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Today’s important articles/news in various newspapers (28th September)

Dear aspirants, following are the links of various articles taken from various newspapers. Click the link to read further. To get notification, follow the blog. Thank you

1. Finding an equilibrium

  • “The News”: This covers the central idea/news which is the subject of our study. This can be the occurrence of a certain event such as the launch of a new Government Scheme, the passage of a particular Act of Parliament, the commencement of an international dialogue, observations made by the Courts of our country, etc.
  • “Larger Background”: The talks about the broader context of the issue, taking into consideration specific points that may have been featured in previous editions of The Hindu. The thought process behind including this section is to give a ‘storyline’ approach to an aspirant when he/she goes through this topic.
  • “Editorial Analysis”: This particular section gives an insight towards the specific points covered in the specific editorial/opinion section that is the subject of our study.
  • “The Way Forward/Concluding Remarks”: This sections gives aspirants concluding points that are taken from the article in question as well as some forwarding looking points taken from other articles, as and when required.

The important aspect to note here is that the issue being discussed in the news assumes priority over just the article. Thus, such a coverage of an editorial would give aspirants a broader, more comprehensive view of the topic.

  • The News:
  • In a recent judgement by the Supreme Court of India, four out of five judges on a Constitution Bench ruled that the law enabling the implementation of the unique identification programme (Aadhar) does not violate the right to privacy of citizens.
  • The Supreme Court upheld the constitutional validity of Aadhaar and clarified areas in which it cannot be made mandatory.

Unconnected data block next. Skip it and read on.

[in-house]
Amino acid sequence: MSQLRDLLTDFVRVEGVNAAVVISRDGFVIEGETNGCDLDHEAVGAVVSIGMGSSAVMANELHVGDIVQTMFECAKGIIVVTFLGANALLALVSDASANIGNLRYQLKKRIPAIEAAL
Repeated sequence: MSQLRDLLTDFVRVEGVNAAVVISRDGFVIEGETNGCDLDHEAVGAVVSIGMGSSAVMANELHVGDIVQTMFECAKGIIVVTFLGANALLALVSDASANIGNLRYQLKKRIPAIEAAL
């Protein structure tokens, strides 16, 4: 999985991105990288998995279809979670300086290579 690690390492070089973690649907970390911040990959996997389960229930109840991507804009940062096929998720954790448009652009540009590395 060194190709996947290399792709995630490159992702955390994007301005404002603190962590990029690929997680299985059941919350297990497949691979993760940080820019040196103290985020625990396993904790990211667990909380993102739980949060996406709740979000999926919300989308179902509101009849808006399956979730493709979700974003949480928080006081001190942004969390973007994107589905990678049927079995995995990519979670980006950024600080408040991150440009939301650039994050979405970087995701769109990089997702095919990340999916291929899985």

• The court is of the view that the project empowers marginalised sections and procures dignity for them along with services, benefits and subsidies by leveraging the power of technology.
  1. Larger Background:
  • It is important to note that the Aadhaar Act was passed as a money bill.
  • The Speaker of the Lok Sabha had classified this bill as a money bill.

What is a Money Bill?

  • A Bill is said to be a Money Bill if it only contains provisions related to
  1. taxation,
  2. borrowing of money by the government,
  3. expenditure from or receipt to the Consolidated Fund of India. Bills that only contain provisions that are incidental to these matters would also be regarded as Money Bills.
  • A Money Bill may only be introduced in Lok Sabha. This is done so on the recommendation of the President.
  • It must be passed in Lok Sabha by a simple majority of all members present and voting.  Following this, it may be sent to the Rajya Sabha for its recommendations, which Lok Sabha may reject if it chooses to.
  • If such recommendations are not given within 14 days, it will deemed to be passed by Parliament.

What is a Financial Bill?

  • A Bill that contains some provisions related to taxation and expenditure, and additionally contains provisions related to any other matter is called a Financial Bill. Therefore, if a Bill merely involves expenditure by the government, and addresses other issues, it will be a financial bill.
  • A Financial Bill may only be introduced in Lok Sabha, on the recommendation of the President. The Bill must be passed by both Houses of Parliament, after the President has recommended that it be taken up for consideration in each House.
  • It is important to note that the Rajya Sabha has no power to reject or amend a Money Bill.  However, a Financial Bill must be passed by both Houses of Parliament.
  • The Speaker certifies a Bill as a Money Bill, and the Speaker’s decision is final.

Some Specifics:

  • In recent times, the unique identification programme was projected by sceptics, detractors and activists as an intrusion on citizens’ privacy.
  • Many sceptics were of the opinion that the Aadhar was a grand project to appropriate personal data for commercial exploitation by private parties and profiling by the state.
  • Last year, 2017, a nine-judge Bench had unanimously ruled that privacy is a fundamental right.
  • Ever since this decision by the Supreme Court, opinion began to spread that the unique identification programme was vulnerable in the face of judicial scrutiny.
  • On studying this judgement, one draws the conclusion that the Supreme Court has restored the original intent of the programme, which is to plug leakages in subsidy schemes and to have better targeting of welfare benefits.
  • Over the past few years, the Aadhaar came to play a large role in the lives of ordinary people.